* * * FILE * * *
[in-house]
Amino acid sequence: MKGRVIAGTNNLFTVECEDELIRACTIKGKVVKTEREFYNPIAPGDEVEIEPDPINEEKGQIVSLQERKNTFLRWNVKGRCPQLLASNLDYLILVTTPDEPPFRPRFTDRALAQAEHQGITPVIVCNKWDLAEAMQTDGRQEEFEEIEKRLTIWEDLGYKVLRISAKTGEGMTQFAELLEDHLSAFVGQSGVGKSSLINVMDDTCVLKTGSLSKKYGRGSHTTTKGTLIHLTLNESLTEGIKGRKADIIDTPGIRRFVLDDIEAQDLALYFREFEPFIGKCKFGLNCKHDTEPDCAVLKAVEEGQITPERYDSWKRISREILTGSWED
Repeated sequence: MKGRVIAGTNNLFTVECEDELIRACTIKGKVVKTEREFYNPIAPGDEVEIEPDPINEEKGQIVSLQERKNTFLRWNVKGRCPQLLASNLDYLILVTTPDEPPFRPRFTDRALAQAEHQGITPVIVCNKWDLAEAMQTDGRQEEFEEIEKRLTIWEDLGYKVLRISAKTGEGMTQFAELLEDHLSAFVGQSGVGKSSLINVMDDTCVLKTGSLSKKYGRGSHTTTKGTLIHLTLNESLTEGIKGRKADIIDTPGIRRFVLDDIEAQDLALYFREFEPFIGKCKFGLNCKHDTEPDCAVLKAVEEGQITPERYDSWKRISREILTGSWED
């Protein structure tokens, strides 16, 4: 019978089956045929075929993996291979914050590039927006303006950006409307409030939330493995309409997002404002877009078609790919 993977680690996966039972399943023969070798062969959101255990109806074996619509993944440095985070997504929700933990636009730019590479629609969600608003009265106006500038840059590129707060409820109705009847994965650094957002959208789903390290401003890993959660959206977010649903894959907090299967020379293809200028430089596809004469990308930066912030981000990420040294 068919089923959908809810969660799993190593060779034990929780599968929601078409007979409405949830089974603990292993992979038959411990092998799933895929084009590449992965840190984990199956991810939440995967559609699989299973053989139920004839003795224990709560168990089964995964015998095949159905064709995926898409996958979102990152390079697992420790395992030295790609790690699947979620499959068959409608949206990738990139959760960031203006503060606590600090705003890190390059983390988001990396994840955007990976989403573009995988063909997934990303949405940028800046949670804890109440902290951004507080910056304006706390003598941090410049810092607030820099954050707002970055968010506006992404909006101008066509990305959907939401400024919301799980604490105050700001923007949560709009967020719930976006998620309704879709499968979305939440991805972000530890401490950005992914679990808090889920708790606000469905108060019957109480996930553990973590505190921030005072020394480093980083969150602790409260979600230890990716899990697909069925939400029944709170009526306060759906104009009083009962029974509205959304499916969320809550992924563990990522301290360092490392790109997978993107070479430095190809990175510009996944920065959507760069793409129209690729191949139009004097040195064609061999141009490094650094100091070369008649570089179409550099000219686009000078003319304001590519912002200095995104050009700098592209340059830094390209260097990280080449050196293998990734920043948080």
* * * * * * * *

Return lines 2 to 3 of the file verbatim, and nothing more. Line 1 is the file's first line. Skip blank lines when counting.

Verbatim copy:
Amino acid sequence: MKGRVIAGTNNLFTVECEDELIRACTIKGKVVKTEREFYNPIAPGDEVEIEPDPINEEKGQIVSLQERKNTFLRWNVKGRCPQLLASNLDYLILVTTPDEPPFRPRFTDRALAQAEHQGITPVIVCNKWDLAEAMQTDGRQEEFEEIEKRLTIWEDLGYKVLRISAKTGEGMTQFAELLEDHLSAFVGQSGVGKSSLINVMDDTCVLKTGSLSKKYGRGSHTTTKGTLIHLTLNESLTEGIKGRKADIIDTPGIRRFVLDDIEAQDLALYFREFEPFIGKCKFGLNCKHDTEPDCAVLKAVEEGQITPERYDSWKRISREILTGSWED
Repeated sequence: MKGRVIAGTNNLFTVECEDELIRACTIKGKVVKTEREFYNPIAPGDEVEIEPDPINEEKGQIVSLQERKNTFLRWNVKGRCPQLLASNLDYLILVTTPDEPPFRPRFTDRALAQAEHQGITPVIVCNKWDLAEAMQTDGRQEEFEEIEKRLTIWEDLGYKVLRISAKTGEGMTQFAELLEDHLSAFVGQSGVGKSSLINVMDDTCVLKTGSLSKKYGRGSHTTTKGTLIHLTLNESLTEGIKGRKADIIDTPGIRRFVLDDIEAQDLALYFREFEPFIGKCKFGLNCKHDTEPDCAVLKAVEEGQITPERYDSWKRISREILTGSWED